Google baulks at Conroy’s call to censor YouTube
Thursday, February 11, 2010
Google says it will not “voluntarily” comply with the government’s request that it censor YouTube videos in accordance with broad “refused classification” (RC) content rules.
Communications Minister Stephen Conroy referred to Google’s censorship on behalf of the Chinese and Thai governments in making his case for the company to impose censorship locally.
Google warns this would lead to the removal of many politically controversial, but harmless, YouTube clips.
University of Sydney associate professor Bjorn Landfeldt, one of Australia’s top communications experts, said that to comply with Conroy’s request Google “would have to install a filter along the lines of what they actually have in China”.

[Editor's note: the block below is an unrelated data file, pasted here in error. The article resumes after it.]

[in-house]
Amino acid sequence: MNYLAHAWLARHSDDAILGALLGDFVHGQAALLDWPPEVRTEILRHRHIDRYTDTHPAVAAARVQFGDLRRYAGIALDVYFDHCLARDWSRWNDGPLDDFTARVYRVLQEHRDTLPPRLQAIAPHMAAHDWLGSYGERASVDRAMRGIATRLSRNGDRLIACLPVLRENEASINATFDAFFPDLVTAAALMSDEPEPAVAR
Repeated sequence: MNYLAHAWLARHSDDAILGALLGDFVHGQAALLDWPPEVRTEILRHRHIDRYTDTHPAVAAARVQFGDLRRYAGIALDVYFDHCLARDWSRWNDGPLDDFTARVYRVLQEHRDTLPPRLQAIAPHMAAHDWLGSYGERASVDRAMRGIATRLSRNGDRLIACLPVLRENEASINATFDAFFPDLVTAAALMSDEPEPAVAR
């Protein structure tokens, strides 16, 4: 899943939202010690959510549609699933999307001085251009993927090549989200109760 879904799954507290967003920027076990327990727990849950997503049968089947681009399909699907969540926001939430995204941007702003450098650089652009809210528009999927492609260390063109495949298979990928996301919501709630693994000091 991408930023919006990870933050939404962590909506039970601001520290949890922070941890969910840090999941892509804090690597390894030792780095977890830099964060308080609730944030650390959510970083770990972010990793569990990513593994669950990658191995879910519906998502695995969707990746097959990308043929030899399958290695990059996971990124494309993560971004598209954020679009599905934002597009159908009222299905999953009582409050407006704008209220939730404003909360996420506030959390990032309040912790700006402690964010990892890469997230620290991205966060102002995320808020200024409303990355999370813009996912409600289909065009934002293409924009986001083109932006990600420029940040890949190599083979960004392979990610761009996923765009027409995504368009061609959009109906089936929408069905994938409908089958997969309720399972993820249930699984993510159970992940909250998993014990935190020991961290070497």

(ARTICLE CONTINUES BELOW)
As it prepares to introduce legislation within weeks forcing ISPs to block a blacklist of RC websites, the government says it is in talks with Google over blocking the same type of material from YouTube.
YouTube’s rules already forbid certain videos that would be classified RC, such as sex, violence, bestiality and child pornography. But the RC classification extends further to more controversial content such as information on euthanasia, material about safer drug use and material on how to commit more minor crimes such as painting graffiti.
Google said all of these topics were featured in videos on YouTube and it refused to censor these voluntarily. It said exposing these topics to public debate was vital for democracy.